I, Claudius: From the Autobiography of Tiberius Claudius, Born 10 B.C., Murdered and Deified A.D. 54

Front Cover
Vintage Books, 1989 - Fiction - 468 pages
Tiberius Claudius Drusus Nero Germanicus lived from 10 B.C. to 54 A.D. Despised as a weakling and dismissed as an idiot because of his physical infirmities, Claudius survived the intrigues and poisonings that marked the reigns of Agustus, Tiberius, and the mad Caligula to become Emperor of Rome in 41 A.D. I, CLAUDIUS, the first part of Robert Graves two-part account of the life of Tiberius Claudius, is written in the form of Claudius's autobiography and stands as one of the modern classics of historical fiction.
 

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LibraryThing Review

User Review  - Cecrow - LibraryThing

Claudius, fourth Emperor of Rome, is said to have composed an autobiography now lost to history. In the 1930s a cash-strapped Robert Graves decided to try filling in this blank with a two-volume ... Read full review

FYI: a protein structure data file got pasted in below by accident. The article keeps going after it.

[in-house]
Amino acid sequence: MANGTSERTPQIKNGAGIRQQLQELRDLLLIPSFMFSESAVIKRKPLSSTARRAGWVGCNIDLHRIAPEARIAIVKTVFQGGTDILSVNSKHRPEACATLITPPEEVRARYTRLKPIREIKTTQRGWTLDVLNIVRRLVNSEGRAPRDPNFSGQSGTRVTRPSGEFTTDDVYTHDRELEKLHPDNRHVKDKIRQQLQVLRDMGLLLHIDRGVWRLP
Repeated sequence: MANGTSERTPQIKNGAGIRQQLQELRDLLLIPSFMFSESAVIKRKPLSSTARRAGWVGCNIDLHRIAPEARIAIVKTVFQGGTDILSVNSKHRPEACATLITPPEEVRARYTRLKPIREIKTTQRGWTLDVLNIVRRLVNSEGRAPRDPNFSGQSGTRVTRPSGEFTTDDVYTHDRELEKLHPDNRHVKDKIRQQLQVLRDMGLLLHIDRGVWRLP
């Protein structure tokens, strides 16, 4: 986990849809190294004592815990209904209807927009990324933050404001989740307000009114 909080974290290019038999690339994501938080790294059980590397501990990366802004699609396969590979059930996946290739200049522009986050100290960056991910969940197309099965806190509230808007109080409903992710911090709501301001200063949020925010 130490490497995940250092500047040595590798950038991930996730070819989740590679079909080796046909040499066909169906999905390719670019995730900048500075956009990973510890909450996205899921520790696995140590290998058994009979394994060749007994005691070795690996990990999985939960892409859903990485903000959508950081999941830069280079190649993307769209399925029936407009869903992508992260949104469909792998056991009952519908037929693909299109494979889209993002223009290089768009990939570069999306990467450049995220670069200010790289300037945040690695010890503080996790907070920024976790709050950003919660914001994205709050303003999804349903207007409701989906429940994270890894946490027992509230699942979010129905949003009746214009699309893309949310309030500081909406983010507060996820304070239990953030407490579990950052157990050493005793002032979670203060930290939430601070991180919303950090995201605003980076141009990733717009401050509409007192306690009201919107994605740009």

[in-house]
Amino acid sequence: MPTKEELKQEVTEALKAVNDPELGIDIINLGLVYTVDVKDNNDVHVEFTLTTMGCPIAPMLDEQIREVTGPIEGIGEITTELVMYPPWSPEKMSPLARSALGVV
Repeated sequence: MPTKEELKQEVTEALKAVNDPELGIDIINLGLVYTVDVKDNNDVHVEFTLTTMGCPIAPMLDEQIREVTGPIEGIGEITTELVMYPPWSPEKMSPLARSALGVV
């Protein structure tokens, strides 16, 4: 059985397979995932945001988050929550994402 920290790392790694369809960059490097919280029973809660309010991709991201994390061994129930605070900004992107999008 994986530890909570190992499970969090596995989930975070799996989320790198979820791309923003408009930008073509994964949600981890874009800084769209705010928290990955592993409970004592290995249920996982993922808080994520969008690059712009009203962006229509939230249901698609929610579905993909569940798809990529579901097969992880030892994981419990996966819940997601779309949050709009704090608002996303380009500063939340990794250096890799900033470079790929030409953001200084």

LibraryThing Review

User Review  - Romonko - LibraryThing

I received this book as a gift, and I wasn't aware that it was first published in 1934 until I opened it up to read it. Like any true classic, the book is unforgettable. The language is incomparable ... Read full review

Selected pages

Contents

Section 1
3
Section 2
14
Section 3
31
Section 4
45
Section 5
53
Section 6
72
Section 7
91
Section 8
108
Section 19
245
Section 20
263
Section 21
280
Section 22
290
Section 23
311
Section 24
322
Section 25
334
Section 26
343

Section 9
114
Section 10
127
Section 11
136
Section 12
158
Section 13
173
Section 14
186
Section 15
199
Section 16
211
Section 17
225
Section 18
238
Section 27
353
Section 28
370
Section 29
382
Section 30
398
Section 31
416
Section 32
436
Section 33
450
Section 34
463
Copyright

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About the author (1989)

Robert Graves (1895-1985) was a poet, novelist, and critic. His first volume of poems, Over the Brazier (1916), reflects his experiences in the trenches, and was followed by many works of poetry, nonfiction, and fiction. He is best known for his novel, I, Claudius (1934), which won the Hawthornden and James Tait Black Memorial prizes, and for his influential The White Goddess (1948).

Bibliographic information